"First, do no harm": it is a maxim deeply rooted in the foundations of medical ethics. American medical students are taught that when confronted with a health problem, it may be better to pursue an alternative treatment or even do nothing rather than risk causing more harm than good.
Of course, even excellent doctors can make mistakes, and those who do may be held responsible in medical malpractice lawsuits. But, what about those physicians who are repeatedly hauled into court to answer to malpractice claims?
Even after accumulating an extensive malpractice history, state licensing boards routinely allow doctors to continuing plying their trade; often there is not even a way for patients to review doctors' malpractice records prior to a procedure. Unfortunately, for those medical practitioners regularly held accountable for causing patient injuries, simply remaining in the medical field may present an unacceptable risk to patients.
Physicians May Keep Licenses Even After Multiple Malpractice Claims
A recent investigation conducted by The Kansas City Star uncovered a disturbing trend among physicians. The Star found over 20 doctors practicing medicine in Kansas and Missouri under the authority of immaculate medical licenses, despite the fact that they all had significant medical malpractice histories. Severe medical mistakes made by the physicians investigated included operating on the wrong body part, leaving surgical materials inside of patients, failing to properly diagnose various conditions and recommending unnecessary treatments. Not even pending disciplinary actions from state licensing boards showed up on the doctors' records.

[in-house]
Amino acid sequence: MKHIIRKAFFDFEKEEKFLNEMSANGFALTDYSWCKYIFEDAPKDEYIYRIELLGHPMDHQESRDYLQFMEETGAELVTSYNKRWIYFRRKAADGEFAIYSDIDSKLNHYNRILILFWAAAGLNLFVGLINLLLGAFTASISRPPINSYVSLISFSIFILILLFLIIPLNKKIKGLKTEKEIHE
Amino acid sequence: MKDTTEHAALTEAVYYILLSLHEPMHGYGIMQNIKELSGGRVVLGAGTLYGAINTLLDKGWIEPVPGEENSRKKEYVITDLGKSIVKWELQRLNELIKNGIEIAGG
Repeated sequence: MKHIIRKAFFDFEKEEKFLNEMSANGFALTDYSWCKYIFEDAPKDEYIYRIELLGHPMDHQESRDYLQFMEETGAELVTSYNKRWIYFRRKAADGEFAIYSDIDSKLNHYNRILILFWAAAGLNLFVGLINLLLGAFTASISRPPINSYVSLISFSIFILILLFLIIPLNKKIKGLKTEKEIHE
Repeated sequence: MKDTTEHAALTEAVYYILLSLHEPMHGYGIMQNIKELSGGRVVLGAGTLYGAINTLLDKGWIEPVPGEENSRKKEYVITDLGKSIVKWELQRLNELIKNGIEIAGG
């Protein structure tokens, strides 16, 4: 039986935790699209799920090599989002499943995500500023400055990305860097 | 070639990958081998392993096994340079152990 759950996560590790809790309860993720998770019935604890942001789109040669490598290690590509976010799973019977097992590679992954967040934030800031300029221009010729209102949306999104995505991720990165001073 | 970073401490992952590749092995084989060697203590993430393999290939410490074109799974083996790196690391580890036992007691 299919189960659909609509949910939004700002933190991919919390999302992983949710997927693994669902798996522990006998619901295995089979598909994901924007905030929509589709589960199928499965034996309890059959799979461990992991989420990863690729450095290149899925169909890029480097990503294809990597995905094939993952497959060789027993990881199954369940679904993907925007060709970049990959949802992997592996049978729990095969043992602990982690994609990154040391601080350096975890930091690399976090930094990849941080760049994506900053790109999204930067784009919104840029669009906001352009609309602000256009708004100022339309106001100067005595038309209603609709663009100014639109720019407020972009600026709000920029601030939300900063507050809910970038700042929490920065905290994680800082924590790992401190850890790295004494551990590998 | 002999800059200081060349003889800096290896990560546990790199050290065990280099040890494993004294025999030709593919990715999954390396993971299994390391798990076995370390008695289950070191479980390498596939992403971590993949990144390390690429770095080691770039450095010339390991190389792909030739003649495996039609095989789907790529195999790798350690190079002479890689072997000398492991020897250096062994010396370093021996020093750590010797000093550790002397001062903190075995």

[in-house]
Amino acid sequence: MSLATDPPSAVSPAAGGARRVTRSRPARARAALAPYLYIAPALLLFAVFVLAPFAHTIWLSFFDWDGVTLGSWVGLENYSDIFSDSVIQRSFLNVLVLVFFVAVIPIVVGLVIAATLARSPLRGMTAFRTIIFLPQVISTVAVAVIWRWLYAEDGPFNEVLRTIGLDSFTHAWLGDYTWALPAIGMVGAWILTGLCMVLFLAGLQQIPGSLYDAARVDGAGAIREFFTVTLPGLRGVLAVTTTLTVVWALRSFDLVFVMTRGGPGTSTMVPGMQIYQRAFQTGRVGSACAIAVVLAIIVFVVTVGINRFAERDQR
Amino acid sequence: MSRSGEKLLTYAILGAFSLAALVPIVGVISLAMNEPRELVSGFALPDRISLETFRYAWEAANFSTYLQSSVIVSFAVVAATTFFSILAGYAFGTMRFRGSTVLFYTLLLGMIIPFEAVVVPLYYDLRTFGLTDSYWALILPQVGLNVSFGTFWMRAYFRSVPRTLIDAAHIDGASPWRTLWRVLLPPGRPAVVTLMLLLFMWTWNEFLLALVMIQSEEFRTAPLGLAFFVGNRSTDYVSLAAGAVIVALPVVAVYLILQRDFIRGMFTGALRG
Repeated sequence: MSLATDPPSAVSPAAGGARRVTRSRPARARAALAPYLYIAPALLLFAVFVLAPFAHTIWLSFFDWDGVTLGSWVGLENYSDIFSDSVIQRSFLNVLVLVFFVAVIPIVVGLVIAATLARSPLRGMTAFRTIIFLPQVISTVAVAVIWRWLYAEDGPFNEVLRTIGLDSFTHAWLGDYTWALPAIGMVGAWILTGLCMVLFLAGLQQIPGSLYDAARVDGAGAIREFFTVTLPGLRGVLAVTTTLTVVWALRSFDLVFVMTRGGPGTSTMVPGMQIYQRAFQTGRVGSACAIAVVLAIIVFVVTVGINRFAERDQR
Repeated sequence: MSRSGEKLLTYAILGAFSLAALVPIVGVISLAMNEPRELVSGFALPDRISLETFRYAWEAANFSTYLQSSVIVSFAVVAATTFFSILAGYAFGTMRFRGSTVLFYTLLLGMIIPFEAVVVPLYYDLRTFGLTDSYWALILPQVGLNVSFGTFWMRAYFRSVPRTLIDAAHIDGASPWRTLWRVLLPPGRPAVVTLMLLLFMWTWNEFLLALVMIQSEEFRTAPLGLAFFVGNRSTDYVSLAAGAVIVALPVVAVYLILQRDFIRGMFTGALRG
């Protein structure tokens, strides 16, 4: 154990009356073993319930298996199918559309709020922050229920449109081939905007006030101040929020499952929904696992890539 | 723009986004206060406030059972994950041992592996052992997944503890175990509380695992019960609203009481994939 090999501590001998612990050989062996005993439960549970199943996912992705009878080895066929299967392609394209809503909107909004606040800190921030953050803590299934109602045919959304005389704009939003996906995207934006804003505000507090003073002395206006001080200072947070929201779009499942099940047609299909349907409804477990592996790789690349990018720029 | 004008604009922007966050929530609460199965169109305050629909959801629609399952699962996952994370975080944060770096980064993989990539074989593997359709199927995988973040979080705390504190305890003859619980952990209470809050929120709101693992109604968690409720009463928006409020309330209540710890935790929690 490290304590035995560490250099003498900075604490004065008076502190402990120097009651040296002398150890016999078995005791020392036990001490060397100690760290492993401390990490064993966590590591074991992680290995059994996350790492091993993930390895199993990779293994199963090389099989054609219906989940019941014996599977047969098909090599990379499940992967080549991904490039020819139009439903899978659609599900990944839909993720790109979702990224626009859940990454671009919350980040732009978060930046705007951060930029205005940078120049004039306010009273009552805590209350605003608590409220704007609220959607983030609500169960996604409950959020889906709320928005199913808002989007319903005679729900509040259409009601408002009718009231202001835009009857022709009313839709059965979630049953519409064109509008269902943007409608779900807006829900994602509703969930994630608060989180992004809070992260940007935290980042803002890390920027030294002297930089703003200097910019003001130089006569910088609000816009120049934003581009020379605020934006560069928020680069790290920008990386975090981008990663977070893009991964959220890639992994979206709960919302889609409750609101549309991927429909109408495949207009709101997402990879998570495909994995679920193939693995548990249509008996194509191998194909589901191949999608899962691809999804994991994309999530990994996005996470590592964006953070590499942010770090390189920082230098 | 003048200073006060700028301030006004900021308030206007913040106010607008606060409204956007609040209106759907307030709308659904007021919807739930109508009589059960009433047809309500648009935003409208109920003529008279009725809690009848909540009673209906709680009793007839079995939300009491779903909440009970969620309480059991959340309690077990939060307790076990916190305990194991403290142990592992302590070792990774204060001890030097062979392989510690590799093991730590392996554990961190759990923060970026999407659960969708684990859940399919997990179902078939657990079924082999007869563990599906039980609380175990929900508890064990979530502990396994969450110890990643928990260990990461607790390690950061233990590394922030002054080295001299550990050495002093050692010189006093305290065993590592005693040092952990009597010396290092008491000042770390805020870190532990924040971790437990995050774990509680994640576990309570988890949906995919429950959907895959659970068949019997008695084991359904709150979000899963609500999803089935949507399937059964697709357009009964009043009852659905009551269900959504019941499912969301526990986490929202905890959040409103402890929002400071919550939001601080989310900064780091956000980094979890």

The problems observed in Kansas and Missouri are not region-specific: for instance, according to the Duluth News Tribune, one neurosurgeon was finally sanctioned by the Minnesota Board of Medical Practice for "unethical and unprofessional conduct" after being involved in nine lawsuits (including two for patient deaths and one for causing permanent paralysis). But, he was still permitted to operate, and has since moved to Texas, where official state records contain no mention of complaints.
Options for Colorado Patients
In Colorado, the state's Department of Regulatory Agencies offers an online resource that allows users to search for disciplinary action against physicians and other professionals. However, a malpractice suit may not result in a disciplinary action, and when applying for licensure in Colorado, physicians need only list malpractice suits that were concluded within the previous five years.
Regrettably, it is often difficult or impossible to explore the malpractice history of doctors in advance, and usually the only way to hold careless doctors accountable is a lawsuit following a medical mistake. If you or a loved one has been harmed by a medical error in Colorado, contact a Denver medical malpractice lawyer today.